BALKANS & EASTERN EUROPE OCTOBER 2019

Kosovo: a change with a view

Snap parliamentary elections were held in Kosovo on the 6th of October. Results could mark a historic change, since parties born from the ashes of the KLA, the guerrilla who rose up against the Serbian rule in 1998-1999 war, seem to be ousted from power after a long time. The Democratic Party of Kosovo (PDK), the most influential among “war parties”, has ruled the country in the last 12 years. Its leader Hashim Thaci, the guerrilla political leader, is now the President.

The great winner of the vote, Self-Determination (Vetevendosje, VV), a faction that supports unification with Albania and promotes Social-Democratic recipes in economy, wishes to form a coalition with the Democratic League of Kosovo (LDK), that has its roots in the non-violent resistance against Serbia in the Nineties.

VV got 25,5% of the votes, obtaining 31 seats. LDK took 24,82%, securing 30 seats in the new Parliament. Together, they can have a slight majority in the 120-seat assembly. In order to make it more stable, they will try to include in the coalition the parties representing Bosnian, Egyptian and Roma minorities. They have 10 reserved seats in the Parliament, as many as those awarded to Serbian parties. The Srprka List, a Belgrade-controlled faction, won all of them.

After parliamentary elections in June 2017, the PDK, the real loser of last week’s elections, agreed a coalition deal with the Alliance for the future of Kosovo (AAK), headed by Ramush Haradinaj, a prominent KLA commander, who was then picked as prime minister.

A parliamentary majority was secured only through the support of the New Kosovo Alliance (AKR), led by Behjiet Pacolli, a controversial tycoon who then became the minister of foreign affairs, and by some independents. In last week’s elections, it engineered an electoral list with the Social Democratic Initiative, whose leader Fatmir Limaj was another well-known commander of the KLA. However, the Pacolli-Limaj faction failed to reach the 5% threshold.

The Haradinaj government collapsed in July, when the prime minister resigned after he was summoned by international justice as a suspected of war crimes. In snap elections, the AAK got 11,5% and 4 seats, while the PDK took 21,2% and 25 seats. Both Haradinaj and Kadri Veseli, the PDK front-runner, he himself a top KLA commander, admitted defeat.

The Haradinaj government has not delivered any of the great promises made when it took office, among them free-visa regime for Schengen area. Little has been done also to tackle corruption, a plague for this country, the poorest and the youngest in the Balkans. Half of the population is under the age of 25. Most of the young people voted VV or LDK, that campaigned to push war parties out of power. Both Albin Kurti and Vjosa Osmani, the VV and the LDK front-runners respectively, accused the former KLA commanders for having failed Kosovo, spreading corruption at any level of the administration.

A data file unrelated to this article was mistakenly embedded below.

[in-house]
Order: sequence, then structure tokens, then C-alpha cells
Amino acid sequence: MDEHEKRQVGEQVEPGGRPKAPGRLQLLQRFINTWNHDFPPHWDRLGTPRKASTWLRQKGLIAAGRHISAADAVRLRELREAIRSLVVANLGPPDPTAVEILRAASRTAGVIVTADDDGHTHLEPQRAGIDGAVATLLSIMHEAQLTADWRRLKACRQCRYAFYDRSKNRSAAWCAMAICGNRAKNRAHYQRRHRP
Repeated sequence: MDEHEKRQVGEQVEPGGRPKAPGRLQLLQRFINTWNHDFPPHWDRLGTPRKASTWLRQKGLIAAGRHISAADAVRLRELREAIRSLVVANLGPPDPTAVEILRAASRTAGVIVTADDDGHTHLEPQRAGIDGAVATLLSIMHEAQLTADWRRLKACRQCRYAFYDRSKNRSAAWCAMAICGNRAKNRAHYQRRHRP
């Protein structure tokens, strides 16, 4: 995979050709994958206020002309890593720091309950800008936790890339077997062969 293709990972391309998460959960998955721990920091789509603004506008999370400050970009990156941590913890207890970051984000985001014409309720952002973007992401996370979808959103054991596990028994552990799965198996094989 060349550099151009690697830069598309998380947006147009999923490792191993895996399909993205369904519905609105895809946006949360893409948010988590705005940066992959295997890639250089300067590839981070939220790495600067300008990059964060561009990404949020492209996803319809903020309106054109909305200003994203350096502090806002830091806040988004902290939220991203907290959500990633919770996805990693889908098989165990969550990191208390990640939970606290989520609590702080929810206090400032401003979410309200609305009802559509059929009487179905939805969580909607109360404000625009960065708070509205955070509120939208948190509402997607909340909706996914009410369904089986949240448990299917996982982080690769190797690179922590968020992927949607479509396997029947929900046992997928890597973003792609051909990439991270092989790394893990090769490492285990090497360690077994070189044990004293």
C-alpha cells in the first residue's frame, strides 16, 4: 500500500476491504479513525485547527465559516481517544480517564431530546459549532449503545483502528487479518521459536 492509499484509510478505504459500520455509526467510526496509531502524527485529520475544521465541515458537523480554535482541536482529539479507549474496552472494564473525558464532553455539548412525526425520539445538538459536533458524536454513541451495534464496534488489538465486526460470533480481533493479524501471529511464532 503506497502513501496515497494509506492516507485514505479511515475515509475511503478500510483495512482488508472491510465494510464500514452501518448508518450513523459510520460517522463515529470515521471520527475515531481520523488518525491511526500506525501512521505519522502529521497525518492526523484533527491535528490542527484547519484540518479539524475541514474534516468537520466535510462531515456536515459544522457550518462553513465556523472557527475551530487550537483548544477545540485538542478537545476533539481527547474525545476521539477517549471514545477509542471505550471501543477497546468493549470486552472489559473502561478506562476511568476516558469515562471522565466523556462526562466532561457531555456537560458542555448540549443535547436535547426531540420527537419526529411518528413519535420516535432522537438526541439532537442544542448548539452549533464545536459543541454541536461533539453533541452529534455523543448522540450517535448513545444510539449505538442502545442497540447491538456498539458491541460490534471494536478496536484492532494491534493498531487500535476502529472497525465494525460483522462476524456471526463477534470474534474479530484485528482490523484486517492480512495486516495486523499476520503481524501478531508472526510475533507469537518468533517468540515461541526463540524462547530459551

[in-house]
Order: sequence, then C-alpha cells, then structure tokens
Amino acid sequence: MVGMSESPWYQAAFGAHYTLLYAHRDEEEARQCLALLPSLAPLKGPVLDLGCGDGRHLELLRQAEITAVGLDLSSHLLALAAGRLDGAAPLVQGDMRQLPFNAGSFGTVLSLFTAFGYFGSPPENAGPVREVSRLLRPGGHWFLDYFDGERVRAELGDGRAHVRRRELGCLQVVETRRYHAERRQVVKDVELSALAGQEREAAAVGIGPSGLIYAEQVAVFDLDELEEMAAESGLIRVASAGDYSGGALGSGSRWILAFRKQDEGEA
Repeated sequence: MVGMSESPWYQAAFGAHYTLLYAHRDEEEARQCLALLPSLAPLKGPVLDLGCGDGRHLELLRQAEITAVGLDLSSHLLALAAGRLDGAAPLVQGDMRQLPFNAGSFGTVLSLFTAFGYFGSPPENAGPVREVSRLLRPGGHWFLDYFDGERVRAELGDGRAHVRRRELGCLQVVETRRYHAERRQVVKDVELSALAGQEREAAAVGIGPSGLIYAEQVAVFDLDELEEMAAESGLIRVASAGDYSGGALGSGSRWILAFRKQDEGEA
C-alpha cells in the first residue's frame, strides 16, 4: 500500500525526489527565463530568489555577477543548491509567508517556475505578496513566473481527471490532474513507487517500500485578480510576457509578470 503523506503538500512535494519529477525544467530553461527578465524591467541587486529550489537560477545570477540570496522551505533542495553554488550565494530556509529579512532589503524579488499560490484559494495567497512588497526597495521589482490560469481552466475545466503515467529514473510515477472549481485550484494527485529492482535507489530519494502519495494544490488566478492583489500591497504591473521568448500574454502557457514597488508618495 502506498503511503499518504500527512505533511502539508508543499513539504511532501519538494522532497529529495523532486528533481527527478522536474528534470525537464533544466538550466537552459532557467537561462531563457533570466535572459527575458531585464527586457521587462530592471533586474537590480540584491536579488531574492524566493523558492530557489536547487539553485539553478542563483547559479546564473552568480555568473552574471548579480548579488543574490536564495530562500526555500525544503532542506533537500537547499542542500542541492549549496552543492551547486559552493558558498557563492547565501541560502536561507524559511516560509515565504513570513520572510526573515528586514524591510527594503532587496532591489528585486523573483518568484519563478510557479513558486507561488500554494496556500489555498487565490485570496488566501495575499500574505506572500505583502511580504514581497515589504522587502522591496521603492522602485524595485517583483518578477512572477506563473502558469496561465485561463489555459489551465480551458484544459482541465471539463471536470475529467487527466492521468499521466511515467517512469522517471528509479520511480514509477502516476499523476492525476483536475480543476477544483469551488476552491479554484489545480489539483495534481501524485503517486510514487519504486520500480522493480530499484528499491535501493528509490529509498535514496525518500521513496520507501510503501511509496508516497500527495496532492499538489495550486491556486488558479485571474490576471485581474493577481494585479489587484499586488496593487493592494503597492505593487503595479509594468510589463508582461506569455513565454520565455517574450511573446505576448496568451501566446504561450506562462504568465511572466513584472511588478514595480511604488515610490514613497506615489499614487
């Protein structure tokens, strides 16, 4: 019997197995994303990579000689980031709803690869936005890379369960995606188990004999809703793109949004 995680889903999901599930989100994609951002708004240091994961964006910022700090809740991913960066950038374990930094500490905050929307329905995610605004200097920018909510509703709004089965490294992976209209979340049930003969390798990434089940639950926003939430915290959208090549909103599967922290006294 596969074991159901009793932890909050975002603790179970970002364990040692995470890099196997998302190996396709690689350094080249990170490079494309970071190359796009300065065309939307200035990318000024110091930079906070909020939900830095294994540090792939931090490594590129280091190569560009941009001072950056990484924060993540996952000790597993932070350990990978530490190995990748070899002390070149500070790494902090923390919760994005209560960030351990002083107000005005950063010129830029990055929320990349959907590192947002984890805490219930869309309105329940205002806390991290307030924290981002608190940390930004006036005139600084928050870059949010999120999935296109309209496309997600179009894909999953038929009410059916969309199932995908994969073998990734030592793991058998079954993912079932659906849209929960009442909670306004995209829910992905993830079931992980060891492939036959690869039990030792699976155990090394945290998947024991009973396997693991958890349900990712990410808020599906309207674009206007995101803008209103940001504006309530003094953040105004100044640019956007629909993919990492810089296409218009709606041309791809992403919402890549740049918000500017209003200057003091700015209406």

Albin Kurti, whose political journey began in the Nineties when he headed Kosovar students’ protests against the discriminations imposed by the Serbian rule, is seeking to make a coalition deal with Vjosa Osmani, the first woman to run for the top government post.

It will not be an easy task. VV and the LDK diverge on many issues, especially in the economic field. VV has a leftist approach, while the LDK has a pro-market approach. Another potential rift concerns policy towards Serbia. VV is rather ideological and opposes the creation of an autonomous association of Serb-majority municipalities, a provision included in the Brussels Agreement, signed by Pristina and Belgrade in 2013 under the aegis of the EU. The LDK backs the package, aimed at normalising relations, and as junior partner in the PDK-led government (2014-2017), worked to implement it.

Dialogue with Serbia collapsed last year due to several reasons, among them the 100% tariffs imposed by the Haradinaj government on Serbian exports to Kosovo. The US and the EU are pushing Belgrade and Pristina to restart negotiations. This topic will give to the new Kosovar government a headache, whatever it may be, and some problems to the international community, if the government formation is not quick enough.

Matteo Tacconi – Journalist and analyst, he covers the Balkans for a wide range of media networks. He worked as electoral observer for the OSCE/ODIHR in Albania, Macedonia, Russia, Georgia and Ukraine.

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